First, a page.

Monday, December 14, 2015

Hugues Vincent, John Cuny, Tagtraum

In the musical universe we currently inhabit in time and space, there is a burgeoning school of improvisers in the new music camp that bear our scrutiny well. I speak of a loose confederation of improvising musicians in France, Portugal, Germany and elsewhere on the Continent. There are counterparts in New York and elsewhere in the US, and I have covered many of them over the last several years. Today, however we return to France.

Today a duet between cellist Hugues Vincent, who we have talked about on these pages before, and pianist John Cuny, whose playing is not as familiar to me. They give us a full set of abstract improvisations on the album Tagtraum (improvising beings 42).

This is an extended two-way interaction that models some stunning sound-color essays using extended techniques, different ways of sounding each instrument and on occasion prepared strings.

Vincent is a virtuoso at this kind of improvising, but then John Cuny very much keeps up his end of the dialogue. The different velocities and intersection of dual sonic universes range from sharp pointillisms to simultaneous barrages of thick sound-carpet emanations.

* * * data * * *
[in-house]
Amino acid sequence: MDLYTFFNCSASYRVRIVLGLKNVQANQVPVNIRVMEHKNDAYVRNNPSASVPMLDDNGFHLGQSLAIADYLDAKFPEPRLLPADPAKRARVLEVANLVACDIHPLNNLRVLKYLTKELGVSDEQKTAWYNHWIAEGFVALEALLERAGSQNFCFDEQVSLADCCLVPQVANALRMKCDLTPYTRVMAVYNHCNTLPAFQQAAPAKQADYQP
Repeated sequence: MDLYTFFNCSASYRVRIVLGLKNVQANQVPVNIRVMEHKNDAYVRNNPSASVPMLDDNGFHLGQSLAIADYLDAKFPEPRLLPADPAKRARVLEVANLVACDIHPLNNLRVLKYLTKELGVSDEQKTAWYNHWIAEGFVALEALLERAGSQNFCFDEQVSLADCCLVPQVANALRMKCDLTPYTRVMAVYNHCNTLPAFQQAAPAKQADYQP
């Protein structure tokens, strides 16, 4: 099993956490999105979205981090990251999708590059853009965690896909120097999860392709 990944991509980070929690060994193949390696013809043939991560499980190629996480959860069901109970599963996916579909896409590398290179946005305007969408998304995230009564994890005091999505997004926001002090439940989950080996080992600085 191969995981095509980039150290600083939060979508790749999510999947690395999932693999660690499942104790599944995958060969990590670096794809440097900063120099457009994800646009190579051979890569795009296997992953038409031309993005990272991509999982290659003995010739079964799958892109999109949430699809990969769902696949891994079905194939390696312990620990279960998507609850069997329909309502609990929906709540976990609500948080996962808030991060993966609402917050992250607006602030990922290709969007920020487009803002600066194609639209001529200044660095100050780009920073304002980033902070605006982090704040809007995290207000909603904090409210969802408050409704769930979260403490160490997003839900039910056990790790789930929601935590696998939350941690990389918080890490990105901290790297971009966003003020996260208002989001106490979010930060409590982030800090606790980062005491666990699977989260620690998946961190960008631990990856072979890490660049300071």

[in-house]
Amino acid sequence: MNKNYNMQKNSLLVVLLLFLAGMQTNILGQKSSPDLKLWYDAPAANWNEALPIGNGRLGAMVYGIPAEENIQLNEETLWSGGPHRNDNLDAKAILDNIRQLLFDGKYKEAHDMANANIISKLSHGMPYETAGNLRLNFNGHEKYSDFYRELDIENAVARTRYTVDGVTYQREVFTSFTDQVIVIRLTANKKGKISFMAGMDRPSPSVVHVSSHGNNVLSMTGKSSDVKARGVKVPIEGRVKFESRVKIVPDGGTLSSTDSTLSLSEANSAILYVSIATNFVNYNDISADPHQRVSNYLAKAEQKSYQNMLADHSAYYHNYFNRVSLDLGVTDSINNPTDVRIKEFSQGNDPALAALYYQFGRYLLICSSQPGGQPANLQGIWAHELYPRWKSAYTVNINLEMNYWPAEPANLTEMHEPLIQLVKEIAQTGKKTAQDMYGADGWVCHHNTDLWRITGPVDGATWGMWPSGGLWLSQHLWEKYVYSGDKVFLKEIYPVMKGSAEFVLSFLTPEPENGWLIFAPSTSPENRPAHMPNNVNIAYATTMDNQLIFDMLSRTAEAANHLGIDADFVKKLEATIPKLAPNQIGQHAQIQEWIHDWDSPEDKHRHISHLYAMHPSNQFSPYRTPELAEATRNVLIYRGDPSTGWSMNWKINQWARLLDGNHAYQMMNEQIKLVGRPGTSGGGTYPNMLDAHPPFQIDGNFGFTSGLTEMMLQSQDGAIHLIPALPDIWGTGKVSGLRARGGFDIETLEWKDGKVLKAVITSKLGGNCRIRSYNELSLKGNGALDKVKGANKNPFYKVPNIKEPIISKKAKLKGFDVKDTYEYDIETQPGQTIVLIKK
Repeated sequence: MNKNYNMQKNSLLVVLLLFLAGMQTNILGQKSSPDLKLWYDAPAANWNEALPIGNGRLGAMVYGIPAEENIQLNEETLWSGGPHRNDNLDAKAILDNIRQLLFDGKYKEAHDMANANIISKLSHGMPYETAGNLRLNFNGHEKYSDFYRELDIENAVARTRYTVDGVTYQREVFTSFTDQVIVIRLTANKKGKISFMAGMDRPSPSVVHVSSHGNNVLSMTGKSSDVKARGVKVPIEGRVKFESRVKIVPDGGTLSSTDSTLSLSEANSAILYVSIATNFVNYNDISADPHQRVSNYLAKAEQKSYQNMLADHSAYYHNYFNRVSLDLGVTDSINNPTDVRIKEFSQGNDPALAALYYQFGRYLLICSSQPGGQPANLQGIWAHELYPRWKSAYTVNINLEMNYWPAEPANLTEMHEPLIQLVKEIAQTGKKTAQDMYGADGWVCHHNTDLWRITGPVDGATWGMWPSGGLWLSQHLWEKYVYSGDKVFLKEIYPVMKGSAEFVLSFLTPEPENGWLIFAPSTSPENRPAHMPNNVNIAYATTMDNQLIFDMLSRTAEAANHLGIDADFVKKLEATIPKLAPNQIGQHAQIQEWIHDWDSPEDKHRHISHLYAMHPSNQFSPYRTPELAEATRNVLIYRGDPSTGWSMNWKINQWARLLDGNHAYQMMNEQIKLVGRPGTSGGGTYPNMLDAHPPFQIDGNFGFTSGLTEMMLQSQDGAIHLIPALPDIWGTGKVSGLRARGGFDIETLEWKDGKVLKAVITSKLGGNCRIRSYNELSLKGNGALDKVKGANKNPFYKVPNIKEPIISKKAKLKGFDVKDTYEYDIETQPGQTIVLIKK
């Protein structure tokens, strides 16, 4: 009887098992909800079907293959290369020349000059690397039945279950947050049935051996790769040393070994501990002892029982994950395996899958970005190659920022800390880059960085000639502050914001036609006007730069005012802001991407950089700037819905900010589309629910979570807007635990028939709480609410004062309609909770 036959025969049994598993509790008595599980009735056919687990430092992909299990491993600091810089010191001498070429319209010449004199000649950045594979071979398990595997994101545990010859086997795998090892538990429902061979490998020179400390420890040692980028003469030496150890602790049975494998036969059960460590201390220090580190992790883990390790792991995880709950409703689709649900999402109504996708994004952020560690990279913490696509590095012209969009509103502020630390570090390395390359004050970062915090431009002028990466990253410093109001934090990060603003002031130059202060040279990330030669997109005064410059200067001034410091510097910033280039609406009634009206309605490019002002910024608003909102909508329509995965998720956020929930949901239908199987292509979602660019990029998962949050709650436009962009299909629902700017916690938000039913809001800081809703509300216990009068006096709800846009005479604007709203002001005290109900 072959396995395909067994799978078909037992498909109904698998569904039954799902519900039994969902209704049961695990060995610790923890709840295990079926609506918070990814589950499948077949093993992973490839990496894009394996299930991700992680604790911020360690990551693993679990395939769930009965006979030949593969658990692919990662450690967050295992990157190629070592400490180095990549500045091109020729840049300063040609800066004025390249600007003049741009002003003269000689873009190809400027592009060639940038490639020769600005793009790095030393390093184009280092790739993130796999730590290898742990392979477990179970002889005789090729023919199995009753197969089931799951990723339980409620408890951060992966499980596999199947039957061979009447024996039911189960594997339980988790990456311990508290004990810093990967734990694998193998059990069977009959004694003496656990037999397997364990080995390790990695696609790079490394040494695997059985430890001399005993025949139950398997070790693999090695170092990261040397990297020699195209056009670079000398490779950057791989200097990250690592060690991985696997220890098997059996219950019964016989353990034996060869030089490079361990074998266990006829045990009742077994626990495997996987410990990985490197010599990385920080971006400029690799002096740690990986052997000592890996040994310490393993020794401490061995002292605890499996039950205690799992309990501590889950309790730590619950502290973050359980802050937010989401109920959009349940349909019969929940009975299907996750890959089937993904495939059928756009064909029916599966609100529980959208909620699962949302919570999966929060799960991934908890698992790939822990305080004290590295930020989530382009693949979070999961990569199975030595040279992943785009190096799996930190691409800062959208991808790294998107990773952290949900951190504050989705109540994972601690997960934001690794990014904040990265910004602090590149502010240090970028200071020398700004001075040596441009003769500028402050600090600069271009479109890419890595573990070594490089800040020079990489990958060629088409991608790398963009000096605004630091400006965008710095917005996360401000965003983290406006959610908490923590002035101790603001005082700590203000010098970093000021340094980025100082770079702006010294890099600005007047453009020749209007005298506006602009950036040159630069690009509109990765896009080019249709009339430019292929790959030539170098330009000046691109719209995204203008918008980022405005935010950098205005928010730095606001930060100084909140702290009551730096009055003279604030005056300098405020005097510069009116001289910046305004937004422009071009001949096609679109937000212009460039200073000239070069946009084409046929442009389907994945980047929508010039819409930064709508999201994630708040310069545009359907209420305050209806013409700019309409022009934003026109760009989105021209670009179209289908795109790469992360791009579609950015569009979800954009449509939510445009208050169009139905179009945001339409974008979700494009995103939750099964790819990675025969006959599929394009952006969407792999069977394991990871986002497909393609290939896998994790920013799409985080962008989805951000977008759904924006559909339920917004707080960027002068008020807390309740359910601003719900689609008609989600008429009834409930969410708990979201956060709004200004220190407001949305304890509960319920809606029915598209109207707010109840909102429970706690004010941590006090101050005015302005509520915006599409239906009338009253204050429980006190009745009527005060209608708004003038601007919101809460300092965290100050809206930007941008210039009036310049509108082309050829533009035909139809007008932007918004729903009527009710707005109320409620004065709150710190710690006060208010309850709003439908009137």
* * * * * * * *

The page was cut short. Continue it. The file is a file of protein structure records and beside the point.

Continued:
This is uncompromising fare, with little in the way of sound signposts of a secular everyday sort. Instead the two avidly carve out ever-varying shapes built from exotic sounds and quixotic silences, in ever-differing intensities and poetically spontaneous inventiveness.

If anybody but me remembers the Acting Trio album that came out on BYG in 1969, that was a lineage forbear if you need to picture in your mind's ear what to expect. But perhaps there are not so many who know that record. No matter.

Suffice to say that this is full-bore free expression of the highest kind. It will appeal to those adventurous souls who come out of avant jazz or new music camps, or perhaps no camp at all except the camp of the new unknown.

A fine set!

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